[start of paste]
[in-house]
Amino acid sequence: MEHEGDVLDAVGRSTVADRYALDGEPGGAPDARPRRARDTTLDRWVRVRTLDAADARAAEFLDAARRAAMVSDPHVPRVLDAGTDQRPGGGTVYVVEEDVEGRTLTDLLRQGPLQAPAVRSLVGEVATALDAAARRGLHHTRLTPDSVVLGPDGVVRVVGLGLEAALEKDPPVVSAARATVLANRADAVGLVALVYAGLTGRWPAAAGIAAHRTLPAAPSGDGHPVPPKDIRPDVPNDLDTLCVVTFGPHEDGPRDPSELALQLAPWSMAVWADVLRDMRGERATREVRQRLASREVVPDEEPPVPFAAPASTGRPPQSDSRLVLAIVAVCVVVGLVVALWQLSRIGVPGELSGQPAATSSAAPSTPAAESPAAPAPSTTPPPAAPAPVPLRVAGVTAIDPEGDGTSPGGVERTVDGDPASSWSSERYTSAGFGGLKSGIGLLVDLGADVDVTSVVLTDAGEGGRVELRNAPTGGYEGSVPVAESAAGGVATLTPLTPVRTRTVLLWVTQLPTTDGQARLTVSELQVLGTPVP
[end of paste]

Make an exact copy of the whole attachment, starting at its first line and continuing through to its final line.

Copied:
[in-house]
Amino acid sequence: MEHEGDVLDAVGRSTVADRYALDGEPGGAPDARPRRARDTTLDRWVRVRTLDAADARAAEFLDAARRAAMVSDPHVPRVLDAGTDQRPGGGTVYVVEEDVEGRTLTDLLRQGPLQAPAVRSLVGEVATALDAAARRGLHHTRLTPDSVVLGPDGVVRVVGLGLEAALEKDPPVVSAARATVLANRADAVGLVALVYAGLTGRWPAAAGIAAHRTLPAAPSGDGHPVPPKDIRPDVPNDLDTLCVVTFGPHEDGPRDPSELALQLAPWSMAVWADVLRDMRGERATREVRQRLASREVVPDEEPPVPFAAPASTGRPPQSDSRLVLAIVAVCVVVGLVVALWQLSRIGVPGELSGQPAATSSAAPSTPAAESPAAPAPSTTPPPAAPAPVPLRVAGVTAIDPEGDGTSPGGVERTVDGDPASSWSSERYTSAGFGGLKSGIGLLVDLGADVDVTSVVLTDAGEGGRVELRNAPTGGYEGSVPVAESAAGGVATLTPLTPVRTRTVLLWVTQLPTTDGQARLTVSELQVLGTPVP